An unresolved issue in multimodal therapy, both experimentally and clinically, is the issue of the optimal treatment scheduling. For many cancer types, concurrent or sequential, and continuous or bolus type applications are pursued. Although combining antiangiogenic therapy and radiotherapy has been shown empirically to be beneficial in experimental tumor systems, their optimal scheduling is in particular unclear, due to issues of a potential shutdown of blood vessels, inducing hypoxia and thus reducing radiosensitivity. In our A431 tumor system in mice, we found that when single-dose radiotherapy was given after starting the SU11657 therapy, tumor growth delay was greater, and microvessel density was reduced versus the schedule when radiotherapy preceded SU11657 therapy. Our data thus suggest that radiotherapy is more effective when tumors are pretreated with antiangiogenic therapy. However, both schedules of combined dual antiangiogenic and radiotherapy reduced tumor growth more efficacious than each respective monotherapy. Most important to us, trimodal therapy with additional chemotherapy clearly resulted in the greatest tumor growth delay in the A431 xenograft model. Remarkably, of the two trimodal arms tested, metronomic chemotherapy (lower daily, but the same total dosage) was more efficacious in tumor growth delay than the conventional arm, in particular towards the end of observation.
This therapeutic enhancement by the trimodal therapy was accompanied by a significantly decreased Ki-67 proliferation index and reduced vascular density versus all other groups. Of note, at the histology assay time, tumors in some groups had different sizes, and thus their differences in histology may not be exclusively treatment-related, but are additionally size-dependent. However, when tumors were excised at day 11, no significant differences in tumor size between conventional and metronomic chemotherapy dosing were apparent yet, whereas histology was different, suggesting an inherent treatment-related effect: metronomic administration of Pemetrexed caused reduced tumor microvessel density compared with the conventional Pemetrexed regimen. Later in the course of the observation, this histologic difference in CD31 count translated into a tumor size difference. Together with published antiangiogenic effects of metronomic chemotherapy dosing ( 1, 50), we conclude from our data that the antitumor effects after trimodal therapy partially result from the combined enhancement of antiangiogenic effects.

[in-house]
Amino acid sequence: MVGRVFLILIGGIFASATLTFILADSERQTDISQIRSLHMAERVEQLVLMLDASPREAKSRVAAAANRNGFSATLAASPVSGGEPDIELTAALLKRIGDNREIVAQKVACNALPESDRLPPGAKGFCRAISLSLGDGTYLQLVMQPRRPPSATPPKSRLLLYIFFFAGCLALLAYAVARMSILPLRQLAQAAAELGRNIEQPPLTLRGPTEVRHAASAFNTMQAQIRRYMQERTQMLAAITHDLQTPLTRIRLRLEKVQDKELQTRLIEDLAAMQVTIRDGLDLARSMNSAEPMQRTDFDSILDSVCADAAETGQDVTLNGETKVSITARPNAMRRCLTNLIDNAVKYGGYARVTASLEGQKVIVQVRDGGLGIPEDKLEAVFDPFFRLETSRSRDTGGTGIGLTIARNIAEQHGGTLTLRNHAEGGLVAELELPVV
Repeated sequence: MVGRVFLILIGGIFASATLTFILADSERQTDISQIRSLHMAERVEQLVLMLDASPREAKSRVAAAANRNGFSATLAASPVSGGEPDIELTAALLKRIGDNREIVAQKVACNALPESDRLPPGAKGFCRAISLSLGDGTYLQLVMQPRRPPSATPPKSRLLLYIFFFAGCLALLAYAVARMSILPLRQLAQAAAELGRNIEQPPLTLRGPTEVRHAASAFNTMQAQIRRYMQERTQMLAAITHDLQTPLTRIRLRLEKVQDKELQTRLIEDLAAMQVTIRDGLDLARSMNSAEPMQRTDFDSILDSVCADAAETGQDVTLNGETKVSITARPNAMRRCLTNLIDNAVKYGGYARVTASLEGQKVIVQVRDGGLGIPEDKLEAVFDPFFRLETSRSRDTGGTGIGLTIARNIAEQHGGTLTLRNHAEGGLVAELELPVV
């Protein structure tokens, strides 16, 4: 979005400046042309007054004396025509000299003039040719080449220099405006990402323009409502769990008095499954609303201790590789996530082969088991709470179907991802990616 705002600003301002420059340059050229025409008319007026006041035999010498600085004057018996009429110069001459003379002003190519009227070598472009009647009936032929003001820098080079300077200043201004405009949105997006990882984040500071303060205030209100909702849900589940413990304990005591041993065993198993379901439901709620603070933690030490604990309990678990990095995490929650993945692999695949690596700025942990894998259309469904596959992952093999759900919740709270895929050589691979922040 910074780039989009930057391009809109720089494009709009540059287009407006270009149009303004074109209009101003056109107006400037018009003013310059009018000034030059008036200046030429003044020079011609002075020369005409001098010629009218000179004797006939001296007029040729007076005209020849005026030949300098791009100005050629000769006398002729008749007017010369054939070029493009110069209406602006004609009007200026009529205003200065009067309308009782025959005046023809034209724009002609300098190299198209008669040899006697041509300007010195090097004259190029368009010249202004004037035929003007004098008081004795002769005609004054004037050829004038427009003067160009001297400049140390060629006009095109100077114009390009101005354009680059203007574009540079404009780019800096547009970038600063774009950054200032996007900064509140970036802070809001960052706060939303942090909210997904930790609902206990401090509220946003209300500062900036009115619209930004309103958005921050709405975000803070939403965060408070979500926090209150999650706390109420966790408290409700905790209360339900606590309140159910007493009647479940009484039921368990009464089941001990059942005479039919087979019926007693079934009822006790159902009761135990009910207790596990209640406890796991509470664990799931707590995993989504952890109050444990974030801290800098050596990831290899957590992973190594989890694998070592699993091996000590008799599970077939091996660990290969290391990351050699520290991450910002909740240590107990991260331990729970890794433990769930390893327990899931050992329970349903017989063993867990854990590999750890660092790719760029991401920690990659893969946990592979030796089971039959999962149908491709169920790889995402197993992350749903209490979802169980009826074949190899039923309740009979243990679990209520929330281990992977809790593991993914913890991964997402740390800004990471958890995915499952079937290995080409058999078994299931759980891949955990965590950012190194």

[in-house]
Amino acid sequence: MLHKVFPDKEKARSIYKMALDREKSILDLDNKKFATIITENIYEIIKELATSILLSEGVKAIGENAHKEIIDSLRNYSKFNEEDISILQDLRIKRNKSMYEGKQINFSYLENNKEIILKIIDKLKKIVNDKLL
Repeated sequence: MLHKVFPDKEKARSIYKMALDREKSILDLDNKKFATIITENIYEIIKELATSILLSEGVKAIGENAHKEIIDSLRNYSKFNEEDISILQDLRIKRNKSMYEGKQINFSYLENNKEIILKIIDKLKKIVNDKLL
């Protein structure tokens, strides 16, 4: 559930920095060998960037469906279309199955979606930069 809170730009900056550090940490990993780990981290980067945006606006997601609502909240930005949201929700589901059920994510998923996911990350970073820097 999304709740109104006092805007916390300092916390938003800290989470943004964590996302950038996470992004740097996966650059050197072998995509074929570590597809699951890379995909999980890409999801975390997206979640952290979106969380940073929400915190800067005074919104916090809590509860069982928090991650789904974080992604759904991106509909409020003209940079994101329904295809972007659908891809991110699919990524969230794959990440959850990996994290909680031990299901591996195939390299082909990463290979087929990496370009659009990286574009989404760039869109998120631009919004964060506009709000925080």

Another important issue for multimodal cancer therapy is treatment-related toxicity. Despite the better antitumor effects in the trimodal groups, we did not observe an increase of the overall toxicity as determined by clinical parameters or in histology in a variety of organs. However, it is obvious that adverse effects cannot be completely excluded, particularly in case of the translation in the clinical setting.
Apart from direct cellular effects, combination treatments also influence general tumor physiology such as IFP. Elevated IFP is a hallmark of solid tumors that emerges due to the expansive growth characteristic of the tumors and their abnormal vascular architecture ( 3, 12, 19, 39). We found that the IFP in A431 tumors was significantly reduced by ∼50% at 24 hours after SU11657 administration. One explanation would be that SU11657 decreases vascular permeability via inhibition of VEGFR or PDGFR, which in turn may lower IFP. In contrast, both radiation and chemotherapy did not substantially alter the IFP. Likewise, quantitative T2-weighed MRI showed that the IFP reduction was accompanied by reduced intratumoral edema. MRI parameters may thus be used as surrogate markers to predict the efficacy of antiangiogenic therapy early in the treatment course.
From these physiology data, we found that in our trimodal therapy study, radiotherapy was delivered at reduced IFP 1 day after the start of SU11657 treatment. Thus, the reduction of tumor IFP and edema offers one physiologic indication for the improved efficacy of radiotherapy or chemotherapy when given after SU11657. This view is supported by our data showing that changing the order of therapy and giving SU11657 after radiotherapy was less effective in reducing tumor growth than vice versa.